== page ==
The co-op’s living space has a wall of exposed brick that’s been painted white to give the room a more expansive air, as well as a black accent wall by the windows that makes a strong visual statement and adds some dramatic flair to the place. There’s also a wall bed that can easily be folded away if the apartment’s occupant wants more space to entertain or simply to move around.
You probably wouldn’t expect to find an eat-in kitchen in a unit this size, but there it is, with a double dose of windows, a wood-paneled ceiling, an island at which to both chop and dine, and recessed lighting on dimmers—making it the perfect place for a romantic (yet cramped) dinner with that special someone (although if it’s romantic, you may not mind that). The only hitch here seems to be that the room isn’t large enough to accommodate a full-sized refrigerator, offering a small under-counter fridge to the right of the sink, instead. That’s fine if you spend more time in restaurants than in front of your own range. It’s less fine if you like to cook and won’t have enough room to store all of your ingredients.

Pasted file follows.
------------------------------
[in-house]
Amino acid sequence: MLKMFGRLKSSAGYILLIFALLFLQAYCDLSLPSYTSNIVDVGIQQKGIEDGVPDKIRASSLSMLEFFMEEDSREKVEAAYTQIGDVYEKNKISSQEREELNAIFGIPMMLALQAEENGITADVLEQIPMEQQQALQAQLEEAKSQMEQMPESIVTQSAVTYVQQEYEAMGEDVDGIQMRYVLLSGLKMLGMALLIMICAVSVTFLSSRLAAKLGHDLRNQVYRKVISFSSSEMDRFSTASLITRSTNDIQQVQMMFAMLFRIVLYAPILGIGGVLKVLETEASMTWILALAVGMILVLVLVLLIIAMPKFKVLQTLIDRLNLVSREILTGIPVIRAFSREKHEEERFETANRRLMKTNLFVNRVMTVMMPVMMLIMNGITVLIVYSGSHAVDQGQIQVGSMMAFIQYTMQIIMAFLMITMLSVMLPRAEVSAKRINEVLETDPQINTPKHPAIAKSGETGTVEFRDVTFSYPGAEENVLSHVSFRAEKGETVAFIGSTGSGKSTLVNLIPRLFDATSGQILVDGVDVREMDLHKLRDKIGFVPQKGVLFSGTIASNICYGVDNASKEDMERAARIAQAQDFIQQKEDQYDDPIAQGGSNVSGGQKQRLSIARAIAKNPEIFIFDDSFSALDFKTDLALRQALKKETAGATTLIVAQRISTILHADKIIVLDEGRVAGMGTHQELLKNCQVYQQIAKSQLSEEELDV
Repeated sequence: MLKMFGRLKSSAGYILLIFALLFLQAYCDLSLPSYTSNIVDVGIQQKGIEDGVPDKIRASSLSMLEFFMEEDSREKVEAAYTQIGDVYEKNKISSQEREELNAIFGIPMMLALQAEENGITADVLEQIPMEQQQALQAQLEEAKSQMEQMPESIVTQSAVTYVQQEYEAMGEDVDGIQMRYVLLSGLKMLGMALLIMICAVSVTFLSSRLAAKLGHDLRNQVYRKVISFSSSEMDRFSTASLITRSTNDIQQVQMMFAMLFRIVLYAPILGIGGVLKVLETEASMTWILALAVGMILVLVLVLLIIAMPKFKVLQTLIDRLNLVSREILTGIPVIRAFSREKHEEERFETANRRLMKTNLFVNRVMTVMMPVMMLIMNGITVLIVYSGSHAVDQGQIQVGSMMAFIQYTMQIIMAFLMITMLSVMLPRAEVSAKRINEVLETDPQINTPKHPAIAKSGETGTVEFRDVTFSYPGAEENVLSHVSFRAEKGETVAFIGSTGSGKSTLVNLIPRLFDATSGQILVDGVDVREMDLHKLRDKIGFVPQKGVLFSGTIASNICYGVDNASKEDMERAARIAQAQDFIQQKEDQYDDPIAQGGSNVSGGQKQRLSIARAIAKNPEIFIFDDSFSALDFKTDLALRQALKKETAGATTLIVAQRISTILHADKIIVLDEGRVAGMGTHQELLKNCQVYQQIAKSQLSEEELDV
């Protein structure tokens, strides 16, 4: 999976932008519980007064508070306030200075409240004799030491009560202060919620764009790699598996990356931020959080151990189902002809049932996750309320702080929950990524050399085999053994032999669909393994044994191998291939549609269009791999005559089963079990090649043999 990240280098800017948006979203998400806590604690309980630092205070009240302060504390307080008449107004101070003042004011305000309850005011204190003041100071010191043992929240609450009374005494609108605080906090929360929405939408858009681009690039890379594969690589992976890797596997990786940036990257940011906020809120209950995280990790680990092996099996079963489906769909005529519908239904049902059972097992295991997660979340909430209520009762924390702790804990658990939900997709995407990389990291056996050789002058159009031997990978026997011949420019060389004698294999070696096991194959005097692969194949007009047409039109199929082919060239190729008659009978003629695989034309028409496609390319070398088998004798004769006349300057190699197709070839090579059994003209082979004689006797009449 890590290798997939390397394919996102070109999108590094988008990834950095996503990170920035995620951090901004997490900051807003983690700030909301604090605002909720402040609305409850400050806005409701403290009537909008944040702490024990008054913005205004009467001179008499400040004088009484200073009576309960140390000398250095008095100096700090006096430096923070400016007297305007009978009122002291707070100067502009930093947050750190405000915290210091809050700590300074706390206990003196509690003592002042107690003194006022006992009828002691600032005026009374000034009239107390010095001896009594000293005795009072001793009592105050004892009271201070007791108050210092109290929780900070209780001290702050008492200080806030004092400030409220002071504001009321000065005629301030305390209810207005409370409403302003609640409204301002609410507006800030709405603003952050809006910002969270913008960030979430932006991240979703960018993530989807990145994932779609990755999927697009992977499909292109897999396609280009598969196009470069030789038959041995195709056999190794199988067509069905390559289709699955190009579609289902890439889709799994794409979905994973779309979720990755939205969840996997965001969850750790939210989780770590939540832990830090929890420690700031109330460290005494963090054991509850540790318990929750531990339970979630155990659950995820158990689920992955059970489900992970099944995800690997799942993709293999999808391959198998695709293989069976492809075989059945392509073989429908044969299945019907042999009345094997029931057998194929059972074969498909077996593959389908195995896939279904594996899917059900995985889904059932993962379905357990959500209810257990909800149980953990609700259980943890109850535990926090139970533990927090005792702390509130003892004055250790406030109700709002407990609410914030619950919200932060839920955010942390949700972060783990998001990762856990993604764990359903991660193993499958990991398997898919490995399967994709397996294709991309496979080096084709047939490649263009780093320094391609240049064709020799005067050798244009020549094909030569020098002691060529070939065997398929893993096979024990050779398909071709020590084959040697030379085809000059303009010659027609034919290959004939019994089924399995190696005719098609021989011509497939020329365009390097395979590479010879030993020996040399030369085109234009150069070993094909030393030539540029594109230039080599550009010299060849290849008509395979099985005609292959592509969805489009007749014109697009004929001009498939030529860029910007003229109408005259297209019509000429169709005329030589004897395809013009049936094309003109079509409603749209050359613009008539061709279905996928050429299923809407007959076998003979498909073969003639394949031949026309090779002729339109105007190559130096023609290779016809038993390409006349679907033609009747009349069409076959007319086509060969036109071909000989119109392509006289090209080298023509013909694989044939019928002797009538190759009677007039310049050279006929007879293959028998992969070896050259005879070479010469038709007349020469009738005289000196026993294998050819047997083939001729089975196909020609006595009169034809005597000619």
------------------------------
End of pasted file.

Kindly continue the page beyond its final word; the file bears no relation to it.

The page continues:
There’s also a modern windowed bathroom with tiles throughout the space (which should render it extremely easy to clean) and storage both under the sink and above the toilet (which is especially important in a unit as teeny as this one).
The pre-war tenement-style building in which this dwelling is found welcomes both cats and dogs, has on-site laundry and common storage, and permits both pieds–à–terre and sublets—a rarity for a co-op. Maintenance is a relatively reasonable $810 a month.
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